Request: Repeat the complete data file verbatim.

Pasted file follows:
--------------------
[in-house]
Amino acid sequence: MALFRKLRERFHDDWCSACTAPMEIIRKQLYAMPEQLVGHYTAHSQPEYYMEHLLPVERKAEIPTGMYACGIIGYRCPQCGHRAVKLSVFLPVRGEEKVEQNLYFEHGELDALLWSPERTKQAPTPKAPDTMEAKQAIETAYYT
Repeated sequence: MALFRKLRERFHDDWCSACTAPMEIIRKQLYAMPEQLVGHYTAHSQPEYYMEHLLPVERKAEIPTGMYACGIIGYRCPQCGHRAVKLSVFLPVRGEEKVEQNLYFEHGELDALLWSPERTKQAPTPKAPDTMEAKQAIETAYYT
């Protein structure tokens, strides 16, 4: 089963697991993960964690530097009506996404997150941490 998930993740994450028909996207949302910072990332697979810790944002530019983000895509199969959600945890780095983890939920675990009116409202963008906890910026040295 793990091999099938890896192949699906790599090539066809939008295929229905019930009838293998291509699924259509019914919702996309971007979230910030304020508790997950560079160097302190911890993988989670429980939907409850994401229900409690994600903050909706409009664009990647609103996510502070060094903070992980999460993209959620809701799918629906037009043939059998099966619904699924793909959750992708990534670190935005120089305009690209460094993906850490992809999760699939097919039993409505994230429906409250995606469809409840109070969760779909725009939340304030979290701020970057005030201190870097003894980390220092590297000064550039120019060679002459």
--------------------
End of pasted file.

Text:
[in-house]
Amino acid sequence: MALFRKLRERFHDDWCSACTAPMEIIRKQLYAMPEQLVGHYTAHSQPEYYMEHLLPVERKAEIPTGMYACGIIGYRCPQCGHRAVKLSVFLPVRGEEKVEQNLYFEHGELDALLWSPERTKQAPTPKAPDTMEAKQAIETAYYT
Repeated sequence: MALFRKLRERFHDDWCSACTAPMEIIRKQLYAMPEQLVGHYTAHSQPEYYMEHLLPVERKAEIPTGMYACGIIGYRCPQCGHRAVKLSVFLPVRGEEKVEQNLYFEHGELDALLWSPERTKQAPTPKAPDTMEAKQAIETAYYT
């Protein structure tokens, strides 16, 4: 089963697991993960964690530097009506996404997150941490 998930993740994450028909996207949302910072990332697979810790944002530019983000895509199969959600945890780095983890939920675990009116409202963008906890910026040295 793990091999099938890896192949699906790599090539066809939008295929229905019930009838293998291509699924259509019914919702996309971007979230910030304020508790997950560079160097302190911890993988989670429980939907409850994401229900409690994600903050909706409009664009990647609103996510502070060094903070992980999460993209959620809701799918629906037009043939059998099966619904699924793909959750992708990534670190935005120089305009690209460094993906850490992809999760699939097919039993409505994230429906409250995606469809409840109070969760779909725009939340304030979290701020970057005030201190870097003894980390220092590297000064550039120019060679002459």